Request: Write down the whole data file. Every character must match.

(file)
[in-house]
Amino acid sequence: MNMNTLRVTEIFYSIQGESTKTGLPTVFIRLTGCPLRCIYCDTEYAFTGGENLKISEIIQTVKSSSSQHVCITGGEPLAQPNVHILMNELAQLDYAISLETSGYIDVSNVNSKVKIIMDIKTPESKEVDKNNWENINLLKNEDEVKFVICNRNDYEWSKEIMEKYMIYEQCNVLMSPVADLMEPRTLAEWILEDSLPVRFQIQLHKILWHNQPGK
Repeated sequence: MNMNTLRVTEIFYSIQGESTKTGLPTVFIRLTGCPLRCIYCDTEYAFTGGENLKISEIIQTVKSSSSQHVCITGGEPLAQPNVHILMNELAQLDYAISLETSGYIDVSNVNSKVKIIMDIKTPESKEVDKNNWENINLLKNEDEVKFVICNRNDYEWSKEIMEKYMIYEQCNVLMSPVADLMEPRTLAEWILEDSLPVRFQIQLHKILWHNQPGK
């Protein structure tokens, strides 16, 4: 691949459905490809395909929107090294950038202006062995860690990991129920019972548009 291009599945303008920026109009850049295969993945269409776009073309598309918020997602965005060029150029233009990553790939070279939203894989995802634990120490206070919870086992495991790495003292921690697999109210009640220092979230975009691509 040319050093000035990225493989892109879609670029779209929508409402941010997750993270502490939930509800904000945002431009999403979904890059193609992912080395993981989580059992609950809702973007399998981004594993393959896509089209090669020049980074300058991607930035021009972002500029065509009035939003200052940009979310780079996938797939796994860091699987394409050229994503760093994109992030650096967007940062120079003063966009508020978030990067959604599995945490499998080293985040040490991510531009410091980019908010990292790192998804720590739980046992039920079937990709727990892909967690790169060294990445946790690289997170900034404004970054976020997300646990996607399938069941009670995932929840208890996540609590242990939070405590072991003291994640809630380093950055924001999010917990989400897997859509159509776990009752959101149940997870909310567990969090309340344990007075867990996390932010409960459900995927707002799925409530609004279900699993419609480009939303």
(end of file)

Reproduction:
[in-house]
Amino acid sequence: MNMNTLRVTEIFYSIQGESTKTGLPTVFIRLTGCPLRCIYCDTEYAFTGGENLKISEIIQTVKSSSSQHVCITGGEPLAQPNVHILMNELAQLDYAISLETSGYIDVSNVNSKVKIIMDIKTPESKEVDKNNWENINLLKNEDEVKFVICNRNDYEWSKEIMEKYMIYEQCNVLMSPVADLMEPRTLAEWILEDSLPVRFQIQLHKILWHNQPGK
Repeated sequence: MNMNTLRVTEIFYSIQGESTKTGLPTVFIRLTGCPLRCIYCDTEYAFTGGENLKISEIIQTVKSSSSQHVCITGGEPLAQPNVHILMNELAQLDYAISLETSGYIDVSNVNSKVKIIMDIKTPESKEVDKNNWENINLLKNEDEVKFVICNRNDYEWSKEIMEKYMIYEQCNVLMSPVADLMEPRTLAEWILEDSLPVRFQIQLHKILWHNQPGK
């Protein structure tokens, strides 16, 4: 691949459905490809395909929107090294950038202006062995860690990991129920019972548009 291009599945303008920026109009850049295969993945269409776009073309598309918020997602965005060029150029233009990553790939070279939203894989995802634990120490206070919870086992495991790495003292921690697999109210009640220092979230975009691509 040319050093000035990225493989892109879609670029779209929508409402941010997750993270502490939930509800904000945002431009999403979904890059193609992912080395993981989580059992609950809702973007399998981004594993393959896509089209090669020049980074300058991607930035021009972002500029065509009035939003200052940009979310780079996938797939796994860091699987394409050229994503760093994109992030650096967007940062120079003063966009508020978030990067959604599995945490499998080293985040040490991510531009410091980019908010990292790192998804720590739980046992039920079937990709727990892909967690790169060294990445946790690289997170900034404004970054976020997300646990996607399938069941009670995932929840208890996540609590242990939070405590072991003291994640809630380093950055924001999010917990989400897997859509159509776990009752959101149940997870909310567990969090309340344990007075867990996390932010409960459900995927707002799925409530609004279900699993419609480009939303």